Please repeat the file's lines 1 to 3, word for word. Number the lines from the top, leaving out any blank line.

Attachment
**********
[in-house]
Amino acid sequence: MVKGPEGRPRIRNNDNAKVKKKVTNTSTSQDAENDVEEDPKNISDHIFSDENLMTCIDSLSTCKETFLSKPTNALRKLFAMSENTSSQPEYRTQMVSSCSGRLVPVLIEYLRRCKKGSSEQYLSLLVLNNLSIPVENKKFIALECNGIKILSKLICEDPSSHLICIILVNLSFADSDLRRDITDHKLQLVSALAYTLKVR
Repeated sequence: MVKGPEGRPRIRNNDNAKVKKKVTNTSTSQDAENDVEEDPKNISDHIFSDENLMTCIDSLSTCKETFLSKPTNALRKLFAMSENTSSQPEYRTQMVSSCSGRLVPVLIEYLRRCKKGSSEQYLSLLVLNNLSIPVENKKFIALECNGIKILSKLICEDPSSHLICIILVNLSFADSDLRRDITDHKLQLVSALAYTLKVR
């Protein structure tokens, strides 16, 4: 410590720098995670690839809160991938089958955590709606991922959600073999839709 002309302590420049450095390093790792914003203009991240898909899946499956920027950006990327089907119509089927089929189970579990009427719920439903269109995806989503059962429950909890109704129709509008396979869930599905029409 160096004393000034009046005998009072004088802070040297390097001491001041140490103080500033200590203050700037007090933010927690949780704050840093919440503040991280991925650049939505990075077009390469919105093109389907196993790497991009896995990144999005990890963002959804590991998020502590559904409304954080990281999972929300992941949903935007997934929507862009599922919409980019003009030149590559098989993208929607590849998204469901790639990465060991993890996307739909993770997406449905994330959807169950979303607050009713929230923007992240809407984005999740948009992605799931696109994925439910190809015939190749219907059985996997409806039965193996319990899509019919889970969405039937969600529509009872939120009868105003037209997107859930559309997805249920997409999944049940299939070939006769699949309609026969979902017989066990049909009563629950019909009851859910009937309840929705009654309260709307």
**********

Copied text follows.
[in-house]
Amino acid sequence: MVKGPEGRPRIRNNDNAKVKKKVTNTSTSQDAENDVEEDPKNISDHIFSDENLMTCIDSLSTCKETFLSKPTNALRKLFAMSENTSSQPEYRTQMVSSCSGRLVPVLIEYLRRCKKGSSEQYLSLLVLNNLSIPVENKKFIALECNGIKILSKLICEDPSSHLICIILVNLSFADSDLRRDITDHKLQLVSALAYTLKVR
Repeated sequence: MVKGPEGRPRIRNNDNAKVKKKVTNTSTSQDAENDVEEDPKNISDHIFSDENLMTCIDSLSTCKETFLSKPTNALRKLFAMSENTSSQPEYRTQMVSSCSGRLVPVLIEYLRRCKKGSSEQYLSLLVLNNLSIPVENKKFIALECNGIKILSKLICEDPSSHLICIILVNLSFADSDLRRDITDHKLQLVSALAYTLKVR